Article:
Sector News

Fonterra co-operative culls 750 jobs to cut costs

September 21, 2015
Food & Drink

Dairy exporting giant Fonterra has cut 750 jobs so far as part of a major review to trim costs and remain competitive on the world stage.

The Auckland-based company has issued an update on its business review in which chief executive Theo Spierings confirmed the job losses to date and warned there was more “fine-tuning” to come.

“We have great people, but we have to make tough decisions to ensure Fonterra remains competitive in this environment,” he said.

“We will continue to fine-tune our organisation to ensure we best support the initiatives identified by our business review.”

The company cut 523 jobs in July and has since cut a further 227 positions.

A spokesman told BusinessDesk that the jobs cuts would result in a one-off cost of $NZ33 million ($29.42 million) and generate direct annual savings of $NZ103 million a year.

Fonterra employs 18,000 staff globally and 11,500 in New Zealand.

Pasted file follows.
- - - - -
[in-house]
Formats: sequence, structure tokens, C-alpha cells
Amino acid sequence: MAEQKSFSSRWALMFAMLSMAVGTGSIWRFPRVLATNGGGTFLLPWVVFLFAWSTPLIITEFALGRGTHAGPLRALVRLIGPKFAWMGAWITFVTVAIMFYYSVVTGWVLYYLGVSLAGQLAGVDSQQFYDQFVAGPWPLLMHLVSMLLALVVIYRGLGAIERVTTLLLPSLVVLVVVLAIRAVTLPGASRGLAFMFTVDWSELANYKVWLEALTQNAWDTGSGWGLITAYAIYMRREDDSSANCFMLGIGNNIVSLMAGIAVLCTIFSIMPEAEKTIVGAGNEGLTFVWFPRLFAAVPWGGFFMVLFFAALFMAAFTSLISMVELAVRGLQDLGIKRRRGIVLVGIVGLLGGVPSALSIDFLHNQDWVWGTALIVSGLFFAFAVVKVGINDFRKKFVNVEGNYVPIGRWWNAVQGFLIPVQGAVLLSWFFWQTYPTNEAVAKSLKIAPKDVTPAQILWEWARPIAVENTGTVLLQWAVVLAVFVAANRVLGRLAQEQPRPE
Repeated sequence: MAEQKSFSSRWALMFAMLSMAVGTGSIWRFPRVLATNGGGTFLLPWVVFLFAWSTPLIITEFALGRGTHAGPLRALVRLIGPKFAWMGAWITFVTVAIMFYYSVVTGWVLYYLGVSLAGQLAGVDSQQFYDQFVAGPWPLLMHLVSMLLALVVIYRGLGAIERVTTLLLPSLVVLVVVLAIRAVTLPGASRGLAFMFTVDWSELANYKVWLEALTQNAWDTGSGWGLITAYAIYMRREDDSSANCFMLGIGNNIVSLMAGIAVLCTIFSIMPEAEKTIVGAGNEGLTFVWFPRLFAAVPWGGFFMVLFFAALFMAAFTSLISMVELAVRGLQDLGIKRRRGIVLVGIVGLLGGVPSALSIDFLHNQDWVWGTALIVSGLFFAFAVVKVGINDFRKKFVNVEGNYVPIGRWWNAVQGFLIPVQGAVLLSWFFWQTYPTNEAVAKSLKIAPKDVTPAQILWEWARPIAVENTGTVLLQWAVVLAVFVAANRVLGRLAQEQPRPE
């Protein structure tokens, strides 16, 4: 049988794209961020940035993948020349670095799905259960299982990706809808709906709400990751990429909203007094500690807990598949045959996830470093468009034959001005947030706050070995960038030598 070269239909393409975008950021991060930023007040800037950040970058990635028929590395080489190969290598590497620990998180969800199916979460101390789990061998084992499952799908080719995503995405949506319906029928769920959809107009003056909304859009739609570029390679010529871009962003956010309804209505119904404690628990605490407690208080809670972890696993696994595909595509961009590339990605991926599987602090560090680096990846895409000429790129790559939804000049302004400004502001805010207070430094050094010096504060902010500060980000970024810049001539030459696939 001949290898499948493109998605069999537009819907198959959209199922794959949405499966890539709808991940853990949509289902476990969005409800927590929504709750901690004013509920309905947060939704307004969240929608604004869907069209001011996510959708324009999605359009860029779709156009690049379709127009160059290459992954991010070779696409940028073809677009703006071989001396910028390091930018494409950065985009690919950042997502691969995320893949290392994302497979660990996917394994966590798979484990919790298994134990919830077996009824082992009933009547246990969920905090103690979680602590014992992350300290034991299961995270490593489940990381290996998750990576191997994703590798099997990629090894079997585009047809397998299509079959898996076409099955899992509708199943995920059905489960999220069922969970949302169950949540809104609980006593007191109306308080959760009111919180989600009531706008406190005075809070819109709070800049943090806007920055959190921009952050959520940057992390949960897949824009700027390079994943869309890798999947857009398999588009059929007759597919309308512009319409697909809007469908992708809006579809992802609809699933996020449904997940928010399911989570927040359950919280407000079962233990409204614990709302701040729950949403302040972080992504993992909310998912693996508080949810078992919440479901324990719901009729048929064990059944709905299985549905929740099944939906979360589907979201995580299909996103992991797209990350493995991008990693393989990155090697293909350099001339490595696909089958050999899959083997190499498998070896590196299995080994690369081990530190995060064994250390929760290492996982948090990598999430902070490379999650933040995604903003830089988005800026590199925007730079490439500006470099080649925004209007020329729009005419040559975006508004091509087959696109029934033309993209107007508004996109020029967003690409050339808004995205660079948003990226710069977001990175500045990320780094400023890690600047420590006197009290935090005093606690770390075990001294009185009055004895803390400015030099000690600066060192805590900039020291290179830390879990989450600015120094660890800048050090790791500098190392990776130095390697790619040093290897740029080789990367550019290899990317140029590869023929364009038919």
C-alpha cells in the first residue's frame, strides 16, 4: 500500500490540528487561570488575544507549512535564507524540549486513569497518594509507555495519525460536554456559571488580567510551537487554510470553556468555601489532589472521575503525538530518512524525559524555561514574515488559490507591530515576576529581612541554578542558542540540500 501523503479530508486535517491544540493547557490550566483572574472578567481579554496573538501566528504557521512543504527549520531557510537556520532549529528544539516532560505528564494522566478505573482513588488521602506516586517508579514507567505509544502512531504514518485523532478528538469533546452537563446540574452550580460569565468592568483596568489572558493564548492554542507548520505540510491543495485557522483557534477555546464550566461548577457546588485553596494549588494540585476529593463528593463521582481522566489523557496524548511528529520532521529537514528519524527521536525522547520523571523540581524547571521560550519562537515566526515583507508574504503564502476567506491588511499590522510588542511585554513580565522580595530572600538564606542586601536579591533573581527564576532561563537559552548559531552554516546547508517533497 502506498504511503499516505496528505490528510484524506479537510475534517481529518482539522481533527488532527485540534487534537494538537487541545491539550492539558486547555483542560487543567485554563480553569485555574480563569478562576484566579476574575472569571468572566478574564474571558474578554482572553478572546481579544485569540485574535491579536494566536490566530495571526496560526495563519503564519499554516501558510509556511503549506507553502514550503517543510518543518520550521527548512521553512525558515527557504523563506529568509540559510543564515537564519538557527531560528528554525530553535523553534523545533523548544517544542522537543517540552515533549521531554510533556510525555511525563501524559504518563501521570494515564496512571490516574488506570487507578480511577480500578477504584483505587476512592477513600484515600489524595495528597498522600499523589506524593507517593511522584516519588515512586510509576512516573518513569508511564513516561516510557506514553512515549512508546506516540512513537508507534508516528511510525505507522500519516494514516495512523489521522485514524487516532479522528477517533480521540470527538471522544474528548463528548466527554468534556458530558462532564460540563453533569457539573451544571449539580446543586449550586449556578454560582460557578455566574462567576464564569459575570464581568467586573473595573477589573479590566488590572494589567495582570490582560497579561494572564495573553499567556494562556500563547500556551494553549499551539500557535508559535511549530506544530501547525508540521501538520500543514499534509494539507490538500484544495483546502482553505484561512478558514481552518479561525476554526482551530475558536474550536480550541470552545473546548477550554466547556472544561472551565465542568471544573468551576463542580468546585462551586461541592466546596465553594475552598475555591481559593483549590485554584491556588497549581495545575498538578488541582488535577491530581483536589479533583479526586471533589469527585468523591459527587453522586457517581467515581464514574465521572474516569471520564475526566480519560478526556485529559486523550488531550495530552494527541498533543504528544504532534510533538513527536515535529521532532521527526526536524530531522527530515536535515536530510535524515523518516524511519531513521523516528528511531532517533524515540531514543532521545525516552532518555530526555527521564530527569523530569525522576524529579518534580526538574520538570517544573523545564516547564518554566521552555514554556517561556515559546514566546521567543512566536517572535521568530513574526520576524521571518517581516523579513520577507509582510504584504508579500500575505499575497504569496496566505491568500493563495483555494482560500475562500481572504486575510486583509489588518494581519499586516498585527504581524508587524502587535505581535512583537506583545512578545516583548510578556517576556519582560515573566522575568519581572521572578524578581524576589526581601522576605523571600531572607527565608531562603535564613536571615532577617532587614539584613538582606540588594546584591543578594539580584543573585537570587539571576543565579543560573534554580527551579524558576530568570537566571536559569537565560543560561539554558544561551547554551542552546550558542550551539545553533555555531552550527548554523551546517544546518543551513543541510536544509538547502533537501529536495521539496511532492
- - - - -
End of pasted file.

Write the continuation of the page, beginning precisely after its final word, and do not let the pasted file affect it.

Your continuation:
The review, undertaken by an internal management team and business management consultancy McKinsey & Co, was started in December when it became clear the global dairy market wasn’t recovering as quickly as hoped.

The company indicated in June that hundreds of staff would be laid off across Fonterra’s global operations as funds were redirected into sales and marketing roles to drive up returns.

In the latest update, Mr Spierings reiterated the review was needed to ensure that Fonterra remains well-positioned to compete in a rapidly changing global dairy market.

One-off savings generated by these changes have already enabled the dairy co-operative to support farmers during challenging market conditions, he said.

“Our business is looking to the future with the momentum, energy and solid plans needed to keep improving performance.”

Fonterra in August slashed its farmgate milk price for the coming season by $NZ1.40 to $NZ3.85 per kilogram of milk solids but since then prices have risen at three successive GlobalDairyTrade auctions to arrest a six-month slide.

Prices remain 43 per cent lower than at the same time last year.

The company releases its annual results on Thursday.

Source: Sydney Morning Herald

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